As we moved closer, people became commonplace, walking up and down the streets. They’d all nervously glance towards me and move to let me pass. I guessed golems weren’t commonplace anymore but that knowledge didn’t help me feel any less like an outsider. This feeling wasn’t new, but it had been a while since I had felt this. I hadn’t felt this feeling while serving the purpose my master had given to me.

Eventually, the streets became frustratingly narrow. The thief didn’t seem to notice but I did. I was surprised the thief wanted to live in such a claustrophobic area but I didn’t mention this to him. I didn’t want to be rude. Bog, my adopted sibling, had always wanted to live in the bottom of a marsh where he was always covered in mud. How could someone shine their rocks in a place full of mud? I didn’t know so I thought his choice of living location was poor, even poorer than the thief’s overcrowded area.

“We’re here.” the thief stated while pointing at a three-story building. I’d be lying if I didn’t say I was impressed. It certainly wasn’t as large as my master’s manor but for someone who’s priorities were all out of order it was a pretty big home.

“It’s huge!” I stated excitedly.

“Well, it’s an apartment. I only own the third floor.”

I frowned. That wasn’t very large nor impressive. I wondered why the thief wanted to go to the hassle of getting it back. I had easily built larger shelters in the wilderness where it wasn’t crowded except for the occasional bird chirping or bear fishing.

I had promised the thief that I would get his house back for him though so it didn’t matter what I thought of his house. I had made a promise and I would keep my promise.

The door was locked so I punched it with my fist, shattering the door into many pieces. I roared at the top of my lungs and moved farther into the apartment. It was a modest place to live. In the main room, there was a simple square table with three roughly made chairs. A small chandelier hung from the ceiling, emitting a blue light similar in color to the mana in my core.

A window brought in natural light that illuminated the small wooden table and blue chandler. Looking out I could see the entire village. Buildings of various heights created a jungle of stone and wood buildings that only became scarce on the outskirts of the village.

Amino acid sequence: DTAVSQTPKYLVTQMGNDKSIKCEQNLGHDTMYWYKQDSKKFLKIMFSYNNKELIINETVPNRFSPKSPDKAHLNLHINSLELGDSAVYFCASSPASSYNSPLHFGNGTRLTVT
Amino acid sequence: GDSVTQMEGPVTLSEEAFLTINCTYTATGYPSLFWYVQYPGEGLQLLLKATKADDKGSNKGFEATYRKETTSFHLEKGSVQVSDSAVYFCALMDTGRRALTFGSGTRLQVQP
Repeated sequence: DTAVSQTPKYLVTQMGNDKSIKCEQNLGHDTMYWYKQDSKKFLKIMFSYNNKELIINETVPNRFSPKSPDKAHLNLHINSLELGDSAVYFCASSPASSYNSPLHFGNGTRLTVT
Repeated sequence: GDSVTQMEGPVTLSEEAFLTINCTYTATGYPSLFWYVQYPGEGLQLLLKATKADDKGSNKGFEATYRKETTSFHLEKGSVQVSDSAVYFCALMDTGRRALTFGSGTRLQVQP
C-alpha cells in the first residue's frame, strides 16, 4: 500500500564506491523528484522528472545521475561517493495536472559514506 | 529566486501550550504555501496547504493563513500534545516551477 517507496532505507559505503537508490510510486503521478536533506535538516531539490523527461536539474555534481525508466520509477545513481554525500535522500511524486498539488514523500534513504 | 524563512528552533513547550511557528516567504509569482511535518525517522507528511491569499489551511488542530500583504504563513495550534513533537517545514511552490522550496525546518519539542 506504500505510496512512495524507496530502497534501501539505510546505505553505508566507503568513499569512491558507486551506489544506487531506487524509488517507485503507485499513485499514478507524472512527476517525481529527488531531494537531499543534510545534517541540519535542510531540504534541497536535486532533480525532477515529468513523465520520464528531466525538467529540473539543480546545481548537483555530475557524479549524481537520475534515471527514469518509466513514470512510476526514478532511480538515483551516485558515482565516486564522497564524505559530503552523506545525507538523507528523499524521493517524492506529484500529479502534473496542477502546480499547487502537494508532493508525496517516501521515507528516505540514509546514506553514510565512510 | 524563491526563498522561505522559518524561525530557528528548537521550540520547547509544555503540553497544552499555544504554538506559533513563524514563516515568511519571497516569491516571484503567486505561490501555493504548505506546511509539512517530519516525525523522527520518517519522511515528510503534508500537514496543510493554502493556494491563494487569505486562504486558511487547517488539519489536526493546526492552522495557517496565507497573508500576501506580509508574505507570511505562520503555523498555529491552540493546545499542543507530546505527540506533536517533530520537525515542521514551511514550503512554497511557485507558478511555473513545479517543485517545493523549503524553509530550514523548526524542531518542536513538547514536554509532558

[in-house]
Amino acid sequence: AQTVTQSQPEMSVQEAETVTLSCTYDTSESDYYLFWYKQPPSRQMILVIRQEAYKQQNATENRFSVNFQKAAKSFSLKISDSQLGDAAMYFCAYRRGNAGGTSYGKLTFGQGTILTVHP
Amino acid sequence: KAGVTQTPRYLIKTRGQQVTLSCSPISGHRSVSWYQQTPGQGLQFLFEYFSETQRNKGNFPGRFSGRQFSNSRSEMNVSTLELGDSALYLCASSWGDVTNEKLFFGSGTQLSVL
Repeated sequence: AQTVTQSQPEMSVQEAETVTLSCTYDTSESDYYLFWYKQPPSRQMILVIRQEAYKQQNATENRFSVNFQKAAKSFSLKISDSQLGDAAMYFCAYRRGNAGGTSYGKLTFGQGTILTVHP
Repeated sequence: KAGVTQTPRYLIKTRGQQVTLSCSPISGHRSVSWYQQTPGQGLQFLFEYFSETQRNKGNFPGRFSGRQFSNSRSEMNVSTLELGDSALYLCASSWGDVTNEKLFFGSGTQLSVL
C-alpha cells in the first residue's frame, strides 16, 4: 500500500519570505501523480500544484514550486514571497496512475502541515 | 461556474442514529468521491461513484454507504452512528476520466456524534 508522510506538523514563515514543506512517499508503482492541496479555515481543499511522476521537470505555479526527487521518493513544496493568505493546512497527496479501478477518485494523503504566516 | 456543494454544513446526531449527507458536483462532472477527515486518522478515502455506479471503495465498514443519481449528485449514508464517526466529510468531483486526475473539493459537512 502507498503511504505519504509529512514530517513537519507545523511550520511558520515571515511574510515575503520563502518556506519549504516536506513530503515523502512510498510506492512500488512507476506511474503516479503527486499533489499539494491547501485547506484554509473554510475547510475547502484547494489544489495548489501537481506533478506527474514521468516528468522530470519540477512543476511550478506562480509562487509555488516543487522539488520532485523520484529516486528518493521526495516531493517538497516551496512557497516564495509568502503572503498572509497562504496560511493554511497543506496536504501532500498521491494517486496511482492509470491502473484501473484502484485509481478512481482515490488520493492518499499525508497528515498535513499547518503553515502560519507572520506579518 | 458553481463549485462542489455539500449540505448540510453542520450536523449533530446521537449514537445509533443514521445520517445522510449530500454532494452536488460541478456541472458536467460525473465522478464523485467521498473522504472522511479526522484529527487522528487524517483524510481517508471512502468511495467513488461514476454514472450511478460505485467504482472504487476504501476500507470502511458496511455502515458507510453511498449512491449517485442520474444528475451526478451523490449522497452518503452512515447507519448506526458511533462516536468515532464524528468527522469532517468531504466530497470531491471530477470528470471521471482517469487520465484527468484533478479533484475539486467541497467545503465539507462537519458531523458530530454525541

“Ahhh.” screamed a panicked woman who came out of the bedroom door. Her hair was all messy and unkempt, black rings around her eyes suggested she had been spell crafting. My master often had the same black rings whenever he stayed up all day and night spell crafting. Maybe she’d know where my master had gone. Maybe I should ask her.

I dismissed the thought. I was here to help the thief get his old home back. This was not the time to ask questions. I had to kill first ask questions later.

I roared again and brought down my fists where the woman had been standing. She jumped away, narrowly avoiding being turned into bright red pulp. My hands penetrated the floor sending shrapnel of wood in every direction. As I awkwardly unlodged my hands, I could peek down into the floor below.

The woman had run into the bedroom which had a door I couldn’t fit through. That didn’t matter when I charged through it like it was nothing but cardboard. I let out a mighty roar one more time. I scanned the room to find a man balled up by the corner wall and the woman from before sitting near him on the ledge of the bed.

“You spineless coward,” screamed the woman as she slapped the balled up man in the face. “I was almost smashed to pieces by that thing and you did nothing to protect me. Now we’re both going to die and you did nothing. NOTHING!”

As I watched them, I realized maybe they didn’t have to die. I had forgotten that I couldn’t ask the dead questions as my master had pointed out a long time ago.

“Leave. Never return.” I croaked in the deepest, raspiest voice I could muster.

I watched the two humans shuffle past me, trying to keep as much distance as they could between me and them. It didn’t help much. There wasn’t much room in the thief’s apartment and I stood next to the only door… well… the only hole where the door had been.

As they shuffled out, the thief entered. I was proud of my work but the look on the thief’s face suggested that I shouldn’t be.

“What did you do to the place!” he shouted.

I turned and scanned the little apartment. I noticed that the condition of the room had changed since I’d entered. The table was broken in two pieces, the chandelier laid on the floor, and the bedroom door was gone just like most of the wall around it. I guessed I must’ve gotten a little carried away.

“Well, I guess I can get someone to fix it once I get a job.” said the resigned thief who was trying to clean up the shattered glass shards scattered all over the floor with his bare hands.

I just nodded.

I figured if I helped clean the mess it would only make it worse. Human stuff was pretty delicate and I didn’t have the dexterity to fix the stuff I broke. I wished my hands had been designed to build rather than destroy, but that wasn’t the life of a golem.

“How did you get them to leave?” asked the thief.

“I banged up the place and forced to leave or I’d smash them,” I said with pride.

I watched as the human’s face turned pale. He fell to the floor and his hands went up to his face to rub his eyes.

“Oh no, this isn’t good. Do you realize what you did? The mayor is going to kill both of us now. If we even manage to defeat whoever the mayor sends after us, he’s just going to send more people. No one takes revenge as seriously as Mayor Clark.”

A note from Editor

Advanced chapters can be read on my Patreon for a dollar.

About the author



Log in to comment
Log In